Monthly Archives: March 2015
For one of the most important writers of the 1910s and 1920s, D.H. Lawrence was strangely neglected by Tauchnitz, which had earlier had an excellent record in identifying and publishing the best works of English literature over a long period. As with James Joyce and Virginia Woolf, Lawrence seems to exemplify the way that Tauchnitz had rather lost its way after the First World War, lost touch with the latest trends in English literature and most importantly become out of touch with its own customers and potential customers.
Lawrence didn’t appear at all in Tauchnitz until 1928, when a first short story collection, ‘England, my England’ was issued as volume 4825. A further book of short stories, ‘The woman who rode away’ (vol. 4877) appeared the following year, together with ‘Sons and Lovers’ in a double volume, (4879/ 80), the only one of Lawrence’s full length novels to appear in Tauchnitz. Two further volumes of novellas / short stories followed, after Lawrence’s death in 1930. But 6 volumes, mostly of his shorter works, hardly do justice to the works of one of the greatest writers of the period. In fairness it should be said that this was not the universal opinion at the time. Although Lawrence had many supporters, he also had his critics and was certainly a controversial novelist. Were Tauchnitz influenced by the controversial nature of some of his works, even in advance of the rise of the Nazi party?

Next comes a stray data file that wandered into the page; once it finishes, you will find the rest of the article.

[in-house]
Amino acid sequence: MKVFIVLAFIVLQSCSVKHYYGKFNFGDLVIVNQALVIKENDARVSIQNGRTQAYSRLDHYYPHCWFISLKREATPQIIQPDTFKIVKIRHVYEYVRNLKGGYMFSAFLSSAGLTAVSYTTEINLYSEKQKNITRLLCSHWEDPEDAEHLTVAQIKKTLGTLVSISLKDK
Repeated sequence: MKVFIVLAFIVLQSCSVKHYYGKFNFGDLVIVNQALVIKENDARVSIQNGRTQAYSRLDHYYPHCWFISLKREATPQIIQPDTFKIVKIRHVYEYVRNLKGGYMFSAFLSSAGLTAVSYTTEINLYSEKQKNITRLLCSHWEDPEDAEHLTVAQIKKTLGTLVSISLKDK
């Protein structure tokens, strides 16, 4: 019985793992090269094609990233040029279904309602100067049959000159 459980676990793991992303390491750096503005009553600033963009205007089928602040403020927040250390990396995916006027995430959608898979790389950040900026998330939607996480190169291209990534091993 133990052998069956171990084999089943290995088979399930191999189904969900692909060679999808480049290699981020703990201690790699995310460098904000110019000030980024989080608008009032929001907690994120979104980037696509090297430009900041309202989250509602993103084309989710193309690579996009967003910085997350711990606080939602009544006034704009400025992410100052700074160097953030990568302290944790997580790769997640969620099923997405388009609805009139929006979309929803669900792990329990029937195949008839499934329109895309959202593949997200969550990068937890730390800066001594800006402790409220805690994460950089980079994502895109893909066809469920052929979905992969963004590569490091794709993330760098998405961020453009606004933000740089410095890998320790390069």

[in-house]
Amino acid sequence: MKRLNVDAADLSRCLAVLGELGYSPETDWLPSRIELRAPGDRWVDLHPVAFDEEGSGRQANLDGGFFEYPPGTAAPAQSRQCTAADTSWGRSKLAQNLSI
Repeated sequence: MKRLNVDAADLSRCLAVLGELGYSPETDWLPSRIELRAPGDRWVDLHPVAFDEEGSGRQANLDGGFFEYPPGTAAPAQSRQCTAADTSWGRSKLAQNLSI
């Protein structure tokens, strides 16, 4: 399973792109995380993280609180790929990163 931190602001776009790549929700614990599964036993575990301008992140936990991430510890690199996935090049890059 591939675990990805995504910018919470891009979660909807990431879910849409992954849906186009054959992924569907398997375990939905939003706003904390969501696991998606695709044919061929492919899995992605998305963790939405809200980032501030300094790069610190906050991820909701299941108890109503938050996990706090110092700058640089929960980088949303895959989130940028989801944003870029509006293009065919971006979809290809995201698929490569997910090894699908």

If they were, they paid the price. Their neglect of Lawrence and other modern authors, was certainly one of the factors that opened up the opportunity for Albatross to attack their market, which they did with spectacular success from their launch in 1932. Lawrence’s work was prominent in the Albatross list, with ‘Apocalypse’ and ‘The white peacock’ appearing in that first year, followed by a special edition of ‘Lady Chatterley’s Lover’ in 1933 (published in plain covers by the Odyssey Press, but effectively Albatross volume 56). By the time the series reached 100 volumes it already included 7 volumes of Lawrence – more than of any other author – and by mid 1934 when the editorial departments of Albatross and Tauchnitz merged, the volume count stood at 8 in Albatross and 6 in Tauchnitz.